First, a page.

PSEUDO-TESTS, unlike regular test don't actually cause the hardware to measure anything. They may calculate their readings from data already at hand or in some cases may not produce any readings at all, but may control program flow or simply compare existing readings with new limits. Even though they don't measure anything, these tests are very useful and give MAXX some of its most powerful capabilities.


Both TESTS and PSEUDO-TESTS are written in the same format.

Here is a typical test (a simple one):
TEST 1 VF 1A <1V

Every test starts with the word TEST and a number from 1 to the maximum number of tests allowed.

Next enter the name of the type of test from a list of available tests.

0 to 2 test conditions follow as required by the type of test. (For example 1A <1V as shown above).

Minimum and maximum test limits may be added for most tests but are not required, although in many cases you may have to enter an expected maximum reading so that MAXX can select an appropriate readout scale.

The above may seem a bit loose, but actually you must consult the list of available tests to see what parameters are required for each type of test. MAXX will complain if you don’t enter the appropriate data. Here is a more complex example:

TEST 3 DELVZ 1MA 10MA 10V <.1V T50 F1 JF10

DELVZ measures the difference in VZ between 2 currents. The 10V tells MAXX what maximum VZ is expected. T50 means the “SOAK TIME” will be 50mS. F1 means flip the orientation of the part before measuring it. JF10 means jump to TEST 10 if this test fails. Otherwise TEST 4 would be next.

Don’t worry, all of these details will be more fully covered later, most of them in the AVAILABLE TESTS section.

Here is a PSEUDO-TEST:


MP means Must Pass. This test doesn’t do much except “pass” when it is encountered in the program flow. Options like the T50 to add a 50mS delay do work though. There are more good uses for this than you might imagine.


Unused test are performed in test number order, but you can change the order with conditional or unconditional jumps. You can even perform one or more tests multiple times using the PSEUDO-TEST LOOP.


It doesn’t matter at all in what order you enter the tests (or anything else in the program). Just get it all in and MAXX will sort it out.


The above refers to the order of entry of the lines of the program, not to the order of items on a line.


BIN 1 is assumed to be the most desirable one. Therefore if a part can pass BIN 1 it won’t be considered for any other BIN. You can start an elimination process beginning at BIN 1.

Enter BIN 1 and a list of the test numbers that must pass to have a good BIN 1. You can also add a BIN TITLE of up to 16 characters. Also see the list of SYMBOLIC TEST NUMBERS for use with certain built-in tests.

When you program BIN 2 you can assume that some requirement of BIN 1 must have already failed (else why isn’t it in BIN 1?).

Consider the program fragment below:

BIN 10 has no requirements other than no shorts or opens, so if it fails BIN 10, it must be one or the other.

So if BIN 11 has no opens, it must contain shorts.



If you enter a long line and MAXX rejects it because of a syntax or other error, you don’t need to retype the whole line. Just press the <F3> key and the line will be returned for editing.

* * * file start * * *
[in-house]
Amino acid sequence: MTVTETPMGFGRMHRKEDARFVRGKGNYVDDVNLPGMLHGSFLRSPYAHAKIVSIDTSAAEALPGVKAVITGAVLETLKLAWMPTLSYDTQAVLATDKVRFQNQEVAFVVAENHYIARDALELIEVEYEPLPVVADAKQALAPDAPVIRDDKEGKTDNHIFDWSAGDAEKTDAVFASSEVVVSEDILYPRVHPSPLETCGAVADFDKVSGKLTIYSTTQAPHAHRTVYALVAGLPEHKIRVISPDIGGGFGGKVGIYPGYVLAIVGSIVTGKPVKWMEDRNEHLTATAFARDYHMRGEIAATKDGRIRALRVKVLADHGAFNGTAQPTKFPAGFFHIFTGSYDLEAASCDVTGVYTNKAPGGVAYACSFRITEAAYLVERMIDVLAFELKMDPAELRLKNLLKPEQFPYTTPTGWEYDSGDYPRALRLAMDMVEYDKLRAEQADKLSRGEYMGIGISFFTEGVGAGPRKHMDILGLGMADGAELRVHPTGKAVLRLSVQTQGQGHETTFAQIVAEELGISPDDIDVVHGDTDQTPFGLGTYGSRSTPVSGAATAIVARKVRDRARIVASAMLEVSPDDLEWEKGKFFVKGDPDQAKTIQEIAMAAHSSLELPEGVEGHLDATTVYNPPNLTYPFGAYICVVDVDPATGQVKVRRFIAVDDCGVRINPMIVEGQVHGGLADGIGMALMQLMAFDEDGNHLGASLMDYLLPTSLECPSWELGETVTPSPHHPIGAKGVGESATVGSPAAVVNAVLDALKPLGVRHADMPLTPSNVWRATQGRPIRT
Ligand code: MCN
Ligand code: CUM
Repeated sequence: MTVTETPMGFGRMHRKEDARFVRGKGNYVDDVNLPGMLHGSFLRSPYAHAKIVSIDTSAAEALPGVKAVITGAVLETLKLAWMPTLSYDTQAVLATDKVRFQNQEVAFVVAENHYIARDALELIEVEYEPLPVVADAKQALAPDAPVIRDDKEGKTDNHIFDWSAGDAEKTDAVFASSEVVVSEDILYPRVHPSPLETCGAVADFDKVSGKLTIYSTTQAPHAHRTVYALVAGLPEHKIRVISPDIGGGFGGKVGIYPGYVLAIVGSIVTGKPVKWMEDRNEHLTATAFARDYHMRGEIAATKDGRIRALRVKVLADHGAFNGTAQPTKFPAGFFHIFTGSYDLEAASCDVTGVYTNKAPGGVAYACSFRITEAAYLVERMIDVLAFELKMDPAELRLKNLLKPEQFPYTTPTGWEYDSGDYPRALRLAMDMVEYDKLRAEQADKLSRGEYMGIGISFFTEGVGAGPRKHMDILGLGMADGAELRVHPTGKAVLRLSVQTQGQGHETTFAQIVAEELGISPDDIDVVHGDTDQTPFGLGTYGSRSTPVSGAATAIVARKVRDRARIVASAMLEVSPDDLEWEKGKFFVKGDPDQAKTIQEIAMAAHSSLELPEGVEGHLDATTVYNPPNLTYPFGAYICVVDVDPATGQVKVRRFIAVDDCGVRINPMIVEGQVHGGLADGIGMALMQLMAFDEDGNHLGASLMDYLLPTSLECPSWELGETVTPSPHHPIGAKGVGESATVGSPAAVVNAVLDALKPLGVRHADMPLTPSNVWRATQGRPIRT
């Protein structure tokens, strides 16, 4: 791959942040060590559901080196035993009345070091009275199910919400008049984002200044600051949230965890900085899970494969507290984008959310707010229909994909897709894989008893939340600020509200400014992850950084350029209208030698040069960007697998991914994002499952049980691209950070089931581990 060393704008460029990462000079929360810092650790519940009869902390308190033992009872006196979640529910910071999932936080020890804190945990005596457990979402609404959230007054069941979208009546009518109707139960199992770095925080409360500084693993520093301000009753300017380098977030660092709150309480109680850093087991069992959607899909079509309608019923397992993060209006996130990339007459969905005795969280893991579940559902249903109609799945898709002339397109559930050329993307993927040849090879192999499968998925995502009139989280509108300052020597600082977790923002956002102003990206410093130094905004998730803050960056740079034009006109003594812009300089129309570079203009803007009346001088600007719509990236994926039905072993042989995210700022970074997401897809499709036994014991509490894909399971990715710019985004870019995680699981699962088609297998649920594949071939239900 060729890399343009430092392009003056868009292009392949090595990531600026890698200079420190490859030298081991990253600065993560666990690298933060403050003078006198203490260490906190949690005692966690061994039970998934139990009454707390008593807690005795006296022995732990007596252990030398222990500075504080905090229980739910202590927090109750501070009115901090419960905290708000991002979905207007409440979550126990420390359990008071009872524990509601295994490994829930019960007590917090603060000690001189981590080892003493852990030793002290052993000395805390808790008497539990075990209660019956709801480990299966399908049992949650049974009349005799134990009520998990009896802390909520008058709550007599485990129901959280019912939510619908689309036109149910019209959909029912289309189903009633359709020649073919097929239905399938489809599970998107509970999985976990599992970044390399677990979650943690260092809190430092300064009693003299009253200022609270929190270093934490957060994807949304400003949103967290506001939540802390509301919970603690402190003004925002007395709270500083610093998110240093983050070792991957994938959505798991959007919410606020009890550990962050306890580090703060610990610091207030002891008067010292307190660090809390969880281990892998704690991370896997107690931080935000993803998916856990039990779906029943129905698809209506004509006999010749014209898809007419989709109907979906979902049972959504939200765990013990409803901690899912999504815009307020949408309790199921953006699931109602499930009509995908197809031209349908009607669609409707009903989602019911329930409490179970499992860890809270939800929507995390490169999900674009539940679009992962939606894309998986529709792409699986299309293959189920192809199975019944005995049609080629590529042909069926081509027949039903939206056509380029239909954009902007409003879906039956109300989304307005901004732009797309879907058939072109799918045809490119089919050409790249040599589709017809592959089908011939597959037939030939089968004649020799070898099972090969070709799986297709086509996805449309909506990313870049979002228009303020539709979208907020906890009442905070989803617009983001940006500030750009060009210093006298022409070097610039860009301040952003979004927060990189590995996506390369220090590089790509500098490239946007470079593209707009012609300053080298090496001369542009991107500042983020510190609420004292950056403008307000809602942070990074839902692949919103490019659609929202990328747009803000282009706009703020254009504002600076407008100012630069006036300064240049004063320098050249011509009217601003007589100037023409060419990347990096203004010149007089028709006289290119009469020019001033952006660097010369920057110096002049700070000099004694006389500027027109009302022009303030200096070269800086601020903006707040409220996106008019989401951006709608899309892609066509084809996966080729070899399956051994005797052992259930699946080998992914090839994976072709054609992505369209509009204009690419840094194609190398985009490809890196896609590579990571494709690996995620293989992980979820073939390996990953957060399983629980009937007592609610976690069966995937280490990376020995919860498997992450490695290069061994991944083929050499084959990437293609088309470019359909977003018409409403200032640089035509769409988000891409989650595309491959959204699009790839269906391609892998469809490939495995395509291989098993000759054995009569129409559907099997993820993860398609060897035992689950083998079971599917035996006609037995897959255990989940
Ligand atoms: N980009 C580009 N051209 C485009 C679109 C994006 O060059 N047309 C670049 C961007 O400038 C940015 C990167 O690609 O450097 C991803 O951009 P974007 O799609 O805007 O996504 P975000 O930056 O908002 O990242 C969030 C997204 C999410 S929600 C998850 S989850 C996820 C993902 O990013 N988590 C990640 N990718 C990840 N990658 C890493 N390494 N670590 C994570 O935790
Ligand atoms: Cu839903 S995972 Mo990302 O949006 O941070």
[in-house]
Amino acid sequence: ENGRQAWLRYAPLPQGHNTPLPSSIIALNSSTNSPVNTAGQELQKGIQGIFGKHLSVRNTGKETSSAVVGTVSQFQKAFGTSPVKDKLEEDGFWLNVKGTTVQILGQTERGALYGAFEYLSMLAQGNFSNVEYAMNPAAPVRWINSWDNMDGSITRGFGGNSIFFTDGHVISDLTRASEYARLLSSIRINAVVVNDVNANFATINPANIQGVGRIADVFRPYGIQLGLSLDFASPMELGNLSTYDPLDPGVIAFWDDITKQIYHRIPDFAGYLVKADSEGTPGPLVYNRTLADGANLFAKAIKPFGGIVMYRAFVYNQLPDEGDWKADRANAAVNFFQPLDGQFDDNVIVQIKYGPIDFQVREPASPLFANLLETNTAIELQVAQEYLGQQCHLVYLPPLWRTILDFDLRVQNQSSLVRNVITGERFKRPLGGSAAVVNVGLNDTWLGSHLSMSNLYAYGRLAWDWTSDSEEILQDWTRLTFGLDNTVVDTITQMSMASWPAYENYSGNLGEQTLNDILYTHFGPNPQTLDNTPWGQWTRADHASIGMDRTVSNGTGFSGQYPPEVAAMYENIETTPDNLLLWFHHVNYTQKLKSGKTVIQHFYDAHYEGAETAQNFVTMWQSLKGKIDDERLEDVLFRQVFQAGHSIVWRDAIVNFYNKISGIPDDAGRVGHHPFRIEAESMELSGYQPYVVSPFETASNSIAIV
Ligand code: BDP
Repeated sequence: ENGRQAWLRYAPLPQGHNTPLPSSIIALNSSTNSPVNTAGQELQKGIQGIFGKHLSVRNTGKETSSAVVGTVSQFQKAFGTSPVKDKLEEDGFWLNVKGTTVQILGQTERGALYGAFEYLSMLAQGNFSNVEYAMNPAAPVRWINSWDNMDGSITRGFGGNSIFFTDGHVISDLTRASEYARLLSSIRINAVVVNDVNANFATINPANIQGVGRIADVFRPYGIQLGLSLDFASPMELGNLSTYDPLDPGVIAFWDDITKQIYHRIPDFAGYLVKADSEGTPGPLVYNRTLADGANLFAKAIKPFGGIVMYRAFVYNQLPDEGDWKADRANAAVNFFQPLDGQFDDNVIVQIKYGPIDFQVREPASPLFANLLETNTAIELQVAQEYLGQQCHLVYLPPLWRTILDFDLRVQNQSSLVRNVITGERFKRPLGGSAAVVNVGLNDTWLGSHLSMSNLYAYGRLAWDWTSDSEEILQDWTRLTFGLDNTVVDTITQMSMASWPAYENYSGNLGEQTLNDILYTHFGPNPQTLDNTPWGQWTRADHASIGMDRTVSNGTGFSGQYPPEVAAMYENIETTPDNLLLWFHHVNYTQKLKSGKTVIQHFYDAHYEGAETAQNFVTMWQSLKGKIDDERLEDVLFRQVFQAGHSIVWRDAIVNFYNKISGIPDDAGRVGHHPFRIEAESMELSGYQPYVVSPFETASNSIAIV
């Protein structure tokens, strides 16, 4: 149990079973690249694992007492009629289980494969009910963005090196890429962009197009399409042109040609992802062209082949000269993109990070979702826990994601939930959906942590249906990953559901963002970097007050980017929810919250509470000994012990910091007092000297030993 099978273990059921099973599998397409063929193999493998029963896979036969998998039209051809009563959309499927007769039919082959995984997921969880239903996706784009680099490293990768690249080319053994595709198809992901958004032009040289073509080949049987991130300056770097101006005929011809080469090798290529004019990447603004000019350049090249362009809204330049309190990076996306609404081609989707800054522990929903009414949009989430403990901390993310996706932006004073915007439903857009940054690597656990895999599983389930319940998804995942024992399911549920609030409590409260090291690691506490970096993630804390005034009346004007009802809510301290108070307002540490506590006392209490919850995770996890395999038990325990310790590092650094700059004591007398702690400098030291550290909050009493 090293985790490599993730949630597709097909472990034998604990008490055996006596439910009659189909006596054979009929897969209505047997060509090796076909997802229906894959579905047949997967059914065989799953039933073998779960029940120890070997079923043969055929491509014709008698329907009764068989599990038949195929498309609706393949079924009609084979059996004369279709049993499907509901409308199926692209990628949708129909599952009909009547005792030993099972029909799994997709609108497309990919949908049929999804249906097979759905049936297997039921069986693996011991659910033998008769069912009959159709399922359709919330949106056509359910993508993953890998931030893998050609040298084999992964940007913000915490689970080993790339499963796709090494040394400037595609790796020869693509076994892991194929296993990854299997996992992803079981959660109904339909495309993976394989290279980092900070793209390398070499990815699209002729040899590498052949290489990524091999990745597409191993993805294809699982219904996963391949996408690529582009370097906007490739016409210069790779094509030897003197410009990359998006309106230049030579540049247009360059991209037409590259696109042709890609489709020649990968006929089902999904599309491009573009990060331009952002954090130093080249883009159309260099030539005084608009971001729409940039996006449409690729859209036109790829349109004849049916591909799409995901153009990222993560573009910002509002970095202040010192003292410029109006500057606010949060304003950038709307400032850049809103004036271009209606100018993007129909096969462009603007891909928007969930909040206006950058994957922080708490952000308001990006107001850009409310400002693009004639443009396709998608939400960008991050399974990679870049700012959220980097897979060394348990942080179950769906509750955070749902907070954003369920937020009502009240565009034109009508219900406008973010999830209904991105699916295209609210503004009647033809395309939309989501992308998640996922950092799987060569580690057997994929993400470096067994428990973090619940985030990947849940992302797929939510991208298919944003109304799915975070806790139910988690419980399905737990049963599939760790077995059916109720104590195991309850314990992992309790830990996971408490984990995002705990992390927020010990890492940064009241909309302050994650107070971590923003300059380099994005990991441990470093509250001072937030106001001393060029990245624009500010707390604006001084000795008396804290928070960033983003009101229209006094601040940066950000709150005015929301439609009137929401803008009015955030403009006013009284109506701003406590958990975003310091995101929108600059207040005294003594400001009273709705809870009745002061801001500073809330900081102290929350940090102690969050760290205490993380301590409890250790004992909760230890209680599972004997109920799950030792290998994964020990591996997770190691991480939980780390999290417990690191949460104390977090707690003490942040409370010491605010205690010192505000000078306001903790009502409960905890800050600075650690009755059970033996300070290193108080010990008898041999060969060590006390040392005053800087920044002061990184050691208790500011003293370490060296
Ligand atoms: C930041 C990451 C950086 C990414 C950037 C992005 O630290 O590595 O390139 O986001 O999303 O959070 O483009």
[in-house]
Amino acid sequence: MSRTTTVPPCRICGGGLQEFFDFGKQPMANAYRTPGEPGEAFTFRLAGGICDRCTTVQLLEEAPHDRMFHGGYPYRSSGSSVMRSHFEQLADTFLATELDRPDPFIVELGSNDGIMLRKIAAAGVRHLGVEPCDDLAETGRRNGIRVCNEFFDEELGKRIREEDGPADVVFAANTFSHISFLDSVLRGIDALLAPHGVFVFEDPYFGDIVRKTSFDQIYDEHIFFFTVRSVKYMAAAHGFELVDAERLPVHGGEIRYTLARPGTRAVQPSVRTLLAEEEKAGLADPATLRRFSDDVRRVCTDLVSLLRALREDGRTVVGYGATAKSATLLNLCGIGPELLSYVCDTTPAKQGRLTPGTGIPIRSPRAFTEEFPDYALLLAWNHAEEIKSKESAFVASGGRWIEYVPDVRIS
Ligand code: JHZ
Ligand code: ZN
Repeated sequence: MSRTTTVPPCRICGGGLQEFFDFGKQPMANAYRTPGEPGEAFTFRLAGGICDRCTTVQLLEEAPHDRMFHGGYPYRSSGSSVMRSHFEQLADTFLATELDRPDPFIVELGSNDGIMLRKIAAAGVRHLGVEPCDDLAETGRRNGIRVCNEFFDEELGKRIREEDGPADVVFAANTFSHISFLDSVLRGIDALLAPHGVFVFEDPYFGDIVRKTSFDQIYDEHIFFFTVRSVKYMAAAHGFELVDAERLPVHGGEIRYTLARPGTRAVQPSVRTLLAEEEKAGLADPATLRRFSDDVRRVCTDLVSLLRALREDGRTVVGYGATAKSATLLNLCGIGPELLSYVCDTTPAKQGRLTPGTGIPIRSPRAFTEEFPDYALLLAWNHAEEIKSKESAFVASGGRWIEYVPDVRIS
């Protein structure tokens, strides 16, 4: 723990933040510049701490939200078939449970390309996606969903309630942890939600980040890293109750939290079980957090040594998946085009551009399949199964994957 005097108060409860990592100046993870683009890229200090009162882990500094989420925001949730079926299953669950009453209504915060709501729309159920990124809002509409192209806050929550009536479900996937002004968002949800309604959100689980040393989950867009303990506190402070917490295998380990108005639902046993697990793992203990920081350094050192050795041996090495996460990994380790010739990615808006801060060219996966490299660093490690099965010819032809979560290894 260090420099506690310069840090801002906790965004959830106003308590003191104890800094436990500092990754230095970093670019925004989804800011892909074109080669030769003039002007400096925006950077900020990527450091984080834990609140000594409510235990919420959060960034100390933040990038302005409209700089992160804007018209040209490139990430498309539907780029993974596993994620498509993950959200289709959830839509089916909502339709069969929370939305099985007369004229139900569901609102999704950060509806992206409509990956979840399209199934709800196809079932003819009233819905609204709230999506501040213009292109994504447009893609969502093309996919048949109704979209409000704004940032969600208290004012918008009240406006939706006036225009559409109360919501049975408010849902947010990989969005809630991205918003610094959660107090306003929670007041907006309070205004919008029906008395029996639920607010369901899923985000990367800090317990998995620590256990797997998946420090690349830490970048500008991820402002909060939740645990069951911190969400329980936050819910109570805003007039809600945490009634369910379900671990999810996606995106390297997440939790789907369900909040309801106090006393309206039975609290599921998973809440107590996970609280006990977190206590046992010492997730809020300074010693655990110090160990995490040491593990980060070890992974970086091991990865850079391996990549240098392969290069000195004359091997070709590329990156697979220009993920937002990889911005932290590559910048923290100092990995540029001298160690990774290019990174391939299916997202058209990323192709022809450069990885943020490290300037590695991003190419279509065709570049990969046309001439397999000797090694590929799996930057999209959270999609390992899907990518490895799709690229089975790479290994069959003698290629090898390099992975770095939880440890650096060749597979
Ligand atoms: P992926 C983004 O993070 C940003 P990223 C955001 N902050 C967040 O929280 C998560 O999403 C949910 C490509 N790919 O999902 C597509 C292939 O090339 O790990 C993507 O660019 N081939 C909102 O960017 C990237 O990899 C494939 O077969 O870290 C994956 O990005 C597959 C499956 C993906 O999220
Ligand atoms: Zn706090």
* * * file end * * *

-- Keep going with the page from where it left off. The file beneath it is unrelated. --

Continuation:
You can edit an existing test by entering Etn where n is the number of the test. Keep in mind that you can edit the test number to get a new copy of the test while keeping the original.

MAXX will allow you to leave out spaces in many cases, and insignificant trailing zeroes in all cases. The output will be formatted neatly when it is listed in any event.

The following two lines will both work.

TEST 1 VZ 10.00MA >6.000V <7.000V
TEST 1 VZ 10MA >6V <7V

The following editing keys can be used when entering or editing a line in MAXX: Right and left arrows, Space and Backspace, End and Home, Del and Insert, Tab and Shift Tab, <Ctrl>Del.


When testing Capacitance, the FEC200 tester makes use of the fundamental relationship between charging current and rate of voltage change.

The formula is: Volts/Second = Amps/Farads

A practical example: If the rate of voltage is 1V/mS then a 1F Capacitor would charge at 5A. On this scale the resolution of the tester is 0.02pF.

The FEC200 can produce accurate linear ramps at various rates and can measure charging current accurately. The charging current is sampled just before the top of the ramp and the voltage at that point is programmable.

If the ramp rate goes to zero the charging current is an ideal Capacitor should immediately go to zero also. If the current is sampled soon after the ramp stops, any remaining charging current is a measure of Dielectric Adsorption. The Dielectric Adsorption of most dielectrics has a long time constant it is usually impractical to wait long enough for that effect to completely subside. A compromise must be made between accuracy of the leakage resistance test and reasonable testing rate. The FEC200 can be programmed for long test times if desired for correlation checks.


Since the FEC200 is a general purpose tester with very powerful programming software it can be programmed to do other testing tasks such as checking the resistance of conductive stripes or the leakage or breakdown voltage between multiple Capacitors in a module.


The MAXX testing software and the STATS statistical software supplied with the tester can collect and report statistics on the components being tested. It can also produce reports of the changes in component’s characteristics before and after environmental tests or burn-ins. It can compare the changes with limits to reject parts whose changes are excessive.


MAXX sets aside 8 bits in each stored TEST to control miscellaneous options. This section explains the current applications of these “F” options. It is possible that there will be additional controls added in the future.

You can add an “F” option anywhere on the test description line after the test limits. The syntax is Fn where n is a number from 1 to 255. 31 is the highest number that uses the current options.

If you wish to program two or more options on the same test, just add their option numbers together. For example to reverse the orientation of the diode (F1) and remove the IR limiting resistor (F2) just use F3.

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Last Updated September 12, 2007
Copyright 1997, 2006